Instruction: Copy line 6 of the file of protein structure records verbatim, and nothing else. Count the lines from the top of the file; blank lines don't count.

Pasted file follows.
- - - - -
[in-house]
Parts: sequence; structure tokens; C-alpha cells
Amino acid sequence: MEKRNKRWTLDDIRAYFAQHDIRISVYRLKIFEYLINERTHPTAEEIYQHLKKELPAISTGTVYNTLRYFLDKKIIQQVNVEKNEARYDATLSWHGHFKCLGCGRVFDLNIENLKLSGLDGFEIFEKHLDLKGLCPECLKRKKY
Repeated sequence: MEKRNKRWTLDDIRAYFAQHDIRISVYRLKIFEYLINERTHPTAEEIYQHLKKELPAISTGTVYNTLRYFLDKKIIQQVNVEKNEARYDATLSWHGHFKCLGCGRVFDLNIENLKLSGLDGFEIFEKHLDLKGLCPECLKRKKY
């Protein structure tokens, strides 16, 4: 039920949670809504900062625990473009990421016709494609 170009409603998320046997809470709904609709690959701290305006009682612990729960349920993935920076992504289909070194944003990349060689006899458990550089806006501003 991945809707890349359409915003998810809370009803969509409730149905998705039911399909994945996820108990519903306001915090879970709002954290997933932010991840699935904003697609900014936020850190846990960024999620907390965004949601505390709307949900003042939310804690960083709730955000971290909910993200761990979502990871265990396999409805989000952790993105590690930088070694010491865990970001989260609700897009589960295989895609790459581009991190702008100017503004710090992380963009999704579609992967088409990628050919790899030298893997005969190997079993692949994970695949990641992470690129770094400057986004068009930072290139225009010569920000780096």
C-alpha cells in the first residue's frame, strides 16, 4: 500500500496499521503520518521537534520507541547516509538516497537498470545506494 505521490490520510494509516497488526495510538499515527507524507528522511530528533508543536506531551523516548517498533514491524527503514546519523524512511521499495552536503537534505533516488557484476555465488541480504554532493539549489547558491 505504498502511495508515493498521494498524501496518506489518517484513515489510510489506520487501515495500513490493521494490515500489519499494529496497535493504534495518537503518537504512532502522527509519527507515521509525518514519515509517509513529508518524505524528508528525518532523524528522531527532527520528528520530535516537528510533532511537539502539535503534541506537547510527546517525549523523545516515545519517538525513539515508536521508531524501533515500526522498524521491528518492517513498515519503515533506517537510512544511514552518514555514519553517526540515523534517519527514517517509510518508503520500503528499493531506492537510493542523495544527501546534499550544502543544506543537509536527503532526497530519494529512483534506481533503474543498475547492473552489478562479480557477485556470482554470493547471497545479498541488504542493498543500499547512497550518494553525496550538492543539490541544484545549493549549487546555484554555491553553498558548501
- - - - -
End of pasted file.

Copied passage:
C-alpha cells in the first residue's frame, strides 16, 4: 500500500496499521503520518521537534520507541547516509538516497537498470545506494 505521490490520510494509516497488526495510538499515527507524507528522511530528533508543536506531551523516548517498533514491524527503514546519523524512511521499495552536503537534505533516488557484476555465488541480504554532493539549489547558491 505504498502511495508515493498521494498524501496518506489518517484513515489510510489506520487501515495500513490493521494490515500489519499494529496497535493504534495518537503518537504512532502522527509519527507515521509525518514519515509517509513529508518524505524528508528525518532523524528522531527532527520528528520530535516537528510533532511537539502539535503534541506537547510527546517525549523523545516515545519517538525513539515508536521508531524501533515500526522498524521491528518492517513498515519503515533506517537510512544511514552518514555514519553517526540515523534517519527514517517509510518508503520500503528499493531506492537510493542523495544527501546534499550544502543544506543537509536527503532526497530519494529512483534506481533503474543498475547492473552489478562479480557477485556470482554470493547471497545479498541488504542493498543500499547512497550518494553525496550538492543539490541544484545549493549549487546555484554555491553553498558548501